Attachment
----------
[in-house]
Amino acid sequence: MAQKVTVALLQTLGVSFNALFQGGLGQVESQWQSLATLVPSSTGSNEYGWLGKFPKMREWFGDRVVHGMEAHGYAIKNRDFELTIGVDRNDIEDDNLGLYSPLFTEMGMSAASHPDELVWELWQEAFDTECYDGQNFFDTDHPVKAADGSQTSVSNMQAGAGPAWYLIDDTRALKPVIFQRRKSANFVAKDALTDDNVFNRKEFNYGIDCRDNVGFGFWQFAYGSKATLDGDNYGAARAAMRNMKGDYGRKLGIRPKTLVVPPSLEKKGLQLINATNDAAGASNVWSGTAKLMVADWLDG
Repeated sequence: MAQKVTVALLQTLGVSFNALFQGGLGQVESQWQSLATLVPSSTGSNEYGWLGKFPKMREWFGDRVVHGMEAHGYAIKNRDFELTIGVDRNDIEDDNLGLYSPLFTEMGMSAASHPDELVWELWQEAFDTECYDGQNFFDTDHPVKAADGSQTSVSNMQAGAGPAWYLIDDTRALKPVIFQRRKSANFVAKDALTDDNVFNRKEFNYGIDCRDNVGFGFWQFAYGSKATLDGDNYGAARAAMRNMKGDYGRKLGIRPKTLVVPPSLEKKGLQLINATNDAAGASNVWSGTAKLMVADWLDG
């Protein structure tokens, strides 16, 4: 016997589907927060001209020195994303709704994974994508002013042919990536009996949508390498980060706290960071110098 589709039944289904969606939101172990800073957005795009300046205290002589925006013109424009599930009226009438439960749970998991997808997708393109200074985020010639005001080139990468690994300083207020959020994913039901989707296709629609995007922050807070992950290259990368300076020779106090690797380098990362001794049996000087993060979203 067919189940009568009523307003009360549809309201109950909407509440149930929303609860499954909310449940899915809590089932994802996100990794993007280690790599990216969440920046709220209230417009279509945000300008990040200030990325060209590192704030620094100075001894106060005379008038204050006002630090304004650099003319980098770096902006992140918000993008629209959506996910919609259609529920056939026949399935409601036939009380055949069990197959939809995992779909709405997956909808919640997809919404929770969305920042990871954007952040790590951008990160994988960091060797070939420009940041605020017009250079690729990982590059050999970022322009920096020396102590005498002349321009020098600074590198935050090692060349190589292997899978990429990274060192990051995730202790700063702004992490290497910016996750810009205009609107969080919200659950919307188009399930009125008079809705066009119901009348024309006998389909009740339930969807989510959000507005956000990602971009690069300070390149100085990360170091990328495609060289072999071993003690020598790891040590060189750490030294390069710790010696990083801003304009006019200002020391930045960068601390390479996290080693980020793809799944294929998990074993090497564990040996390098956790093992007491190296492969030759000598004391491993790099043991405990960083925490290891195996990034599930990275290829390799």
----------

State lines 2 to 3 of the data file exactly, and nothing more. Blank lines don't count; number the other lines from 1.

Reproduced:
Amino acid sequence: MAQKVTVALLQTLGVSFNALFQGGLGQVESQWQSLATLVPSSTGSNEYGWLGKFPKMREWFGDRVVHGMEAHGYAIKNRDFELTIGVDRNDIEDDNLGLYSPLFTEMGMSAASHPDELVWELWQEAFDTECYDGQNFFDTDHPVKAADGSQTSVSNMQAGAGPAWYLIDDTRALKPVIFQRRKSANFVAKDALTDDNVFNRKEFNYGIDCRDNVGFGFWQFAYGSKATLDGDNYGAARAAMRNMKGDYGRKLGIRPKTLVVPPSLEKKGLQLINATNDAAGASNVWSGTAKLMVADWLDG
Repeated sequence: MAQKVTVALLQTLGVSFNALFQGGLGQVESQWQSLATLVPSSTGSNEYGWLGKFPKMREWFGDRVVHGMEAHGYAIKNRDFELTIGVDRNDIEDDNLGLYSPLFTEMGMSAASHPDELVWELWQEAFDTECYDGQNFFDTDHPVKAADGSQTSVSNMQAGAGPAWYLIDDTRALKPVIFQRRKSANFVAKDALTDDNVFNRKEFNYGIDCRDNVGFGFWQFAYGSKATLDGDNYGAARAAMRNMKGDYGRKLGIRPKTLVVPPSLEKKGLQLINATNDAAGASNVWSGTAKLMVADWLDG